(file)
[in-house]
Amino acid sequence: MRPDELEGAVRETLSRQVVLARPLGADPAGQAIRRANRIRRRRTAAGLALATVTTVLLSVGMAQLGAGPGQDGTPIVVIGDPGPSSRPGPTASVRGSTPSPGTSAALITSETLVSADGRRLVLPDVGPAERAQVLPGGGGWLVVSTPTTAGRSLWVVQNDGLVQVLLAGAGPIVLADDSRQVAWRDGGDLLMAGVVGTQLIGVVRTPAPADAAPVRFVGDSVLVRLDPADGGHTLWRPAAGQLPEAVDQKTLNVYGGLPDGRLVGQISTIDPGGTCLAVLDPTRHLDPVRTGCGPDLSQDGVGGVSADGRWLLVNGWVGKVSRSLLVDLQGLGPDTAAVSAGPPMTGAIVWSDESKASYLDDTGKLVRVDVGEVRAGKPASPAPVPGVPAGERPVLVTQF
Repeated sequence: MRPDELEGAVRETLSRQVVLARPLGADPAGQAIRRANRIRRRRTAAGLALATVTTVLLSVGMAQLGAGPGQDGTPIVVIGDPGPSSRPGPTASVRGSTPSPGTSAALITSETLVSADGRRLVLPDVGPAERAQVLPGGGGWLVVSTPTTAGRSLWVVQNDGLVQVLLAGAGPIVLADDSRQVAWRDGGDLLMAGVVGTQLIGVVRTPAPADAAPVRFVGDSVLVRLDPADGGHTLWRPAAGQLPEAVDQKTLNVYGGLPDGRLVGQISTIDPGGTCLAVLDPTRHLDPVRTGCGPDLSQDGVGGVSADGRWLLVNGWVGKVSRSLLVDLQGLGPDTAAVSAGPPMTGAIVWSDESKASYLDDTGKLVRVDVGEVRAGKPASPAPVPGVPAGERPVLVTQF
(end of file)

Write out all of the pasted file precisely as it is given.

[in-house]
Amino acid sequence: MRPDELEGAVRETLSRQVVLARPLGADPAGQAIRRANRIRRRRTAAGLALATVTTVLLSVGMAQLGAGPGQDGTPIVVIGDPGPSSRPGPTASVRGSTPSPGTSAALITSETLVSADGRRLVLPDVGPAERAQVLPGGGGWLVVSTPTTAGRSLWVVQNDGLVQVLLAGAGPIVLADDSRQVAWRDGGDLLMAGVVGTQLIGVVRTPAPADAAPVRFVGDSVLVRLDPADGGHTLWRPAAGQLPEAVDQKTLNVYGGLPDGRLVGQISTIDPGGTCLAVLDPTRHLDPVRTGCGPDLSQDGVGGVSADGRWLLVNGWVGKVSRSLLVDLQGLGPDTAAVSAGPPMTGAIVWSDESKASYLDDTGKLVRVDVGEVRAGKPASPAPVPGVPAGERPVLVTQF
Repeated sequence: MRPDELEGAVRETLSRQVVLARPLGADPAGQAIRRANRIRRRRTAAGLALATVTTVLLSVGMAQLGAGPGQDGTPIVVIGDPGPSSRPGPTASVRGSTPSPGTSAALITSETLVSADGRRLVLPDVGPAERAQVLPGGGGWLVVSTPTTAGRSLWVVQNDGLVQVLLAGAGPIVLADDSRQVAWRDGGDLLMAGVVGTQLIGVVRTPAPADAAPVRFVGDSVLVRLDPADGGHTLWRPAAGQLPEAVDQKTLNVYGGLPDGRLVGQISTIDPGGTCLAVLDPTRHLDPVRTGCGPDLSQDGVGGVSADGRWLLVNGWVGKVSRSLLVDLQGLGPDTAAVSAGPPMTGAIVWSDESKASYLDDTGKLVRVDVGEVRAGKPASPAPVPGVPAGERPVLVTQF